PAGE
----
Sara Donati's Into the Wilderness has got me interested in the Colonial/Revolutionary period of US history so in an uncharacteristic mode, I am reading non-fiction for pleasure. I picked up David McCullough's John Adams at the library this week; he's one of the most accessible historians for those of us who are challenged by dry history writing. And since John and Abigail had such a lively correspondence, much of the book reads like an epistolary novel.
I'm still amazed at the big gaps in my knowledge after so damn much schooling. I wrote my first master's thesis while at UC Davis on some women writers in late 18th C England (Wollstonecraft, early Jane Austin, Sarah Scott, Charlotte Lennox, etc.) but it is amazing how little I know about the history and literature of the same period on the other side of the Atlantic. That's a pretty big gap since the American Revolution and ideas of liberty clearly had an impact on concepts of feminism for the period. I studied French writings and British reactions to the French revolution but not the American stuff. Geographical proximity bias? Genetic bias (with my Brit of a mum)? I can't quite believe my advisors let me get away with such a big gap of knowledge, but I guess that is the difference between an MA and a PhD.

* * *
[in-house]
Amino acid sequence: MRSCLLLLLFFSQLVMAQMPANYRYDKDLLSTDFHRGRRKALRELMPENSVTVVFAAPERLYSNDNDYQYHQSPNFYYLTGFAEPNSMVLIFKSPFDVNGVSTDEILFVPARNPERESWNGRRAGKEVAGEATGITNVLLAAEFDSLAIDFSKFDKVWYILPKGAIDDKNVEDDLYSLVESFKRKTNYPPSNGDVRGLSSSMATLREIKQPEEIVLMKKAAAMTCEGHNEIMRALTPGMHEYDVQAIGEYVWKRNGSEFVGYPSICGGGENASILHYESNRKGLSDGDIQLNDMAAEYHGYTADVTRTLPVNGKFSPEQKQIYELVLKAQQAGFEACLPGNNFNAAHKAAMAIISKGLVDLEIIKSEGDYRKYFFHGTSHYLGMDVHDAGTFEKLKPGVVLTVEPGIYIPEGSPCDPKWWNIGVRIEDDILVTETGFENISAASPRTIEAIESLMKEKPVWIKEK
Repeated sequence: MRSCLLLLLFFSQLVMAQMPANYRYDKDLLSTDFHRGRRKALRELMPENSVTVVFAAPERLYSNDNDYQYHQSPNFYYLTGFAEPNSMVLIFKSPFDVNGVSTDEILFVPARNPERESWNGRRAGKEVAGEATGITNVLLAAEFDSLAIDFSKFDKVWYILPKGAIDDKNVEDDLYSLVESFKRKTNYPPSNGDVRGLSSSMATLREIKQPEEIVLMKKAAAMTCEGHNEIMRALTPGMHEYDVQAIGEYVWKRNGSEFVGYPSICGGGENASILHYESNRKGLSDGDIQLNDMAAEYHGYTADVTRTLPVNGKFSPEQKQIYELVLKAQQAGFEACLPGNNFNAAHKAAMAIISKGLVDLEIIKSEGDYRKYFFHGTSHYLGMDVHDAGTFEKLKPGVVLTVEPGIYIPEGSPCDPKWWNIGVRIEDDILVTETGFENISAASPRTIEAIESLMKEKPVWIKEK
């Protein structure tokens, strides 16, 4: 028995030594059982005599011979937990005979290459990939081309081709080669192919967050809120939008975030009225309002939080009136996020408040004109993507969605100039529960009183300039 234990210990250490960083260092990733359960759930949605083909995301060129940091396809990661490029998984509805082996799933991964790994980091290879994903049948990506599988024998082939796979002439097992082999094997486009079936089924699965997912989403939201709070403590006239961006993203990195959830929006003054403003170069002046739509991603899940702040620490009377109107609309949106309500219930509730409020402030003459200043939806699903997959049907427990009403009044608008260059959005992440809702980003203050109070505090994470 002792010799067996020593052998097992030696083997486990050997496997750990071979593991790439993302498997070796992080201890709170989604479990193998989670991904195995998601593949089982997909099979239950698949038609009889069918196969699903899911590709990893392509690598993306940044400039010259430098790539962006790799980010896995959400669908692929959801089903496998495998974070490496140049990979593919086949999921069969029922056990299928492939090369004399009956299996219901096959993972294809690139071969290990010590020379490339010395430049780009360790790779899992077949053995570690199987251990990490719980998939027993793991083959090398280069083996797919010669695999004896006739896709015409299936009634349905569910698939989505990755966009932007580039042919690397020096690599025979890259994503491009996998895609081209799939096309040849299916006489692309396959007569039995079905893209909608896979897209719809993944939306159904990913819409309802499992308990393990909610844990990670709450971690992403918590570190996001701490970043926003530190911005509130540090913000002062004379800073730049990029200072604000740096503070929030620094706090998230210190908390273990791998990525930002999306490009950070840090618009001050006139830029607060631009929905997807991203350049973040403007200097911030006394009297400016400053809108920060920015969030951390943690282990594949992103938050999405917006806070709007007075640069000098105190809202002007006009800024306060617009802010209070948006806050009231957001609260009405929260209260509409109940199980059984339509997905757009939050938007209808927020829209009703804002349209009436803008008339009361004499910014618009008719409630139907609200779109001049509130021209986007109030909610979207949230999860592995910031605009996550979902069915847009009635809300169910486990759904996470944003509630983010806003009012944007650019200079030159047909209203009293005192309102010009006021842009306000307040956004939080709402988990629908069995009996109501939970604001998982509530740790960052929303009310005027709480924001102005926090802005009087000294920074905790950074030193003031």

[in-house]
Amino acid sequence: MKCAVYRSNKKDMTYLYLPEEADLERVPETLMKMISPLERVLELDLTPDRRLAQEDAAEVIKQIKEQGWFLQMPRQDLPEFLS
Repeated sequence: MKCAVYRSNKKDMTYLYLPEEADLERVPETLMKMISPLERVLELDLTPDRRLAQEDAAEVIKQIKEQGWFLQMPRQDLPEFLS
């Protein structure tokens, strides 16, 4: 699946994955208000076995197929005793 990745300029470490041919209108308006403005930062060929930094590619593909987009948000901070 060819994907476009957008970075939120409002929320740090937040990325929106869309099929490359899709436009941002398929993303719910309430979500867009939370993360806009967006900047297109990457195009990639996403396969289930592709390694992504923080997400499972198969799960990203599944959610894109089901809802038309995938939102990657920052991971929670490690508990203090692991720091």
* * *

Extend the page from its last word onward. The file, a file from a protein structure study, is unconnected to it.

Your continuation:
Anyway, so far John Adams is proving to be a very good read and hopefully will tide me over till my copy of the next in the Donati/Wilderness series, Dawn on a Distant Shore, arrives from Amazon.
And since I can't just buy one book at a time (gotta get that super saver shipping, right?), I also decided to splurge and get David Maine's Fallen (in hardback!) and another Dan Zanes CD, Rocket Ship Beach, for my kids (ok, ok, and for me too. I confess that I love his kid music more than a lot of music intended for grown ups.)